TOKYO • Nissan factories routinely forged inspection documents for new vehicles, reports said yesterday, as a scandal mounted around Japan's second-biggest carmaker, which has already been hit with a costly recall.
Nissan said on Monday it would recall 1.21 million cars in its home market after it emerged that unqualified staff were performing final checks on vehicles before they were shipped to dealers and consumers.
But the Asahi Shimbun said yesterday that factories issued documents with names and seals of certified inspectors "to make as if certified staff had carried them out". It quoted an anonymous transport ministry official as saying: "It is a significant problem if the papers were forged to hide wrongdoings."
A government probe found the Japanese carmaker had used uncertified staff to check vehicles at all six of its domestic factories, Kyodo News said.
Nissan said the transport ministry had carried out inspections at all six of its factories in Japan.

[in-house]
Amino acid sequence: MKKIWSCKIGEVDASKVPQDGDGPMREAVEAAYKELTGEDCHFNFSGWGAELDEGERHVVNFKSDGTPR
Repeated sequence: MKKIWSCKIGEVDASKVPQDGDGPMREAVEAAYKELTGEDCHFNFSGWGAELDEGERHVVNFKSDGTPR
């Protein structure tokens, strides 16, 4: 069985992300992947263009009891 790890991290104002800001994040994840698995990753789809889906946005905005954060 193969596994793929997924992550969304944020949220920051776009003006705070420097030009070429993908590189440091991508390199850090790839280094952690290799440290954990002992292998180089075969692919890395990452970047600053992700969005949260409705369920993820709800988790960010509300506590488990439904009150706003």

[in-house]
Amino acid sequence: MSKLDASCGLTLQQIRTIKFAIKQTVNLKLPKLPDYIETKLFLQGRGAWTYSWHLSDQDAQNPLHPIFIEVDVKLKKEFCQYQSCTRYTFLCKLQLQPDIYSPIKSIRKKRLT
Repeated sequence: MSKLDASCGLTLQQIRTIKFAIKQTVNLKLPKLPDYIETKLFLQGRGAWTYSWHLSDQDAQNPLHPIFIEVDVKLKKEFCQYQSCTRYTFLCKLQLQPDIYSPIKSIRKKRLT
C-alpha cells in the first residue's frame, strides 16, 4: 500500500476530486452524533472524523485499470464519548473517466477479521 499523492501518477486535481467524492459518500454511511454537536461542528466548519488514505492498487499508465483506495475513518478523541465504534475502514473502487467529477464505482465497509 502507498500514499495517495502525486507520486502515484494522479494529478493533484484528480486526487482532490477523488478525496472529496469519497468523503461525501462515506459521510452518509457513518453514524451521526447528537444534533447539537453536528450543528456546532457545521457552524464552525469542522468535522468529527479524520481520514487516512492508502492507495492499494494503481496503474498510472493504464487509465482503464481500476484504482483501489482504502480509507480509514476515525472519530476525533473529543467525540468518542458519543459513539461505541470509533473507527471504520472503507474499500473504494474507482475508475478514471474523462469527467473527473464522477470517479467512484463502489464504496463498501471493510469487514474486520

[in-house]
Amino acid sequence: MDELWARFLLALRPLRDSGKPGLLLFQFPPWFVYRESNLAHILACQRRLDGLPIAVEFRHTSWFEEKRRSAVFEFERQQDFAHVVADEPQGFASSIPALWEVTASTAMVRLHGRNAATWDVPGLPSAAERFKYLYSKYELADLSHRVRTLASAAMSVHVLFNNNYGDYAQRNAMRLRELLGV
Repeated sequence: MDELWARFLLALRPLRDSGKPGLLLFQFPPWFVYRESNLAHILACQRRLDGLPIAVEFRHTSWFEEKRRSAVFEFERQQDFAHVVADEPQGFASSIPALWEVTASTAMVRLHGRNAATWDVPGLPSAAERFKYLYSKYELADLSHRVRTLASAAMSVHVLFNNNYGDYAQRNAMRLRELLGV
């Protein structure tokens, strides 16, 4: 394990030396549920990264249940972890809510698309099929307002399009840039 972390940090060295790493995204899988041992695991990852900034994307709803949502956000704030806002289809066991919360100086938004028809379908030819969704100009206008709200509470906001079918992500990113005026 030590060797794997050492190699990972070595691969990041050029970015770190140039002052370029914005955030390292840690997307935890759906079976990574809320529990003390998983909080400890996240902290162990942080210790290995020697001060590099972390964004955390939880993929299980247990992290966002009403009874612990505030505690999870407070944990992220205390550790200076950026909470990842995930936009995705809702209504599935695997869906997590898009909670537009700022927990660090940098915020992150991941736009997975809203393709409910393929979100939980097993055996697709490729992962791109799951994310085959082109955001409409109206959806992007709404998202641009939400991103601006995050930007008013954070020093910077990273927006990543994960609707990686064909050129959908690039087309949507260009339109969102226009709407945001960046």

However, a spokesman declined to comment on the content of the reports, citing an internal investigation that the firm had said could take one month. Transport ministry officials also declined to comment on the reports.
Nissan shares shed earlier gains and dropped more than two percent after national broadcaster NHK aired the news.
On Monday, Nissan president Hiroto Saikawa admitted that junior inspectors were performing tasks they were not certified to do, calling it a "very serious problem".
The vehicles affected were built between October 2014 and September this year, the company said.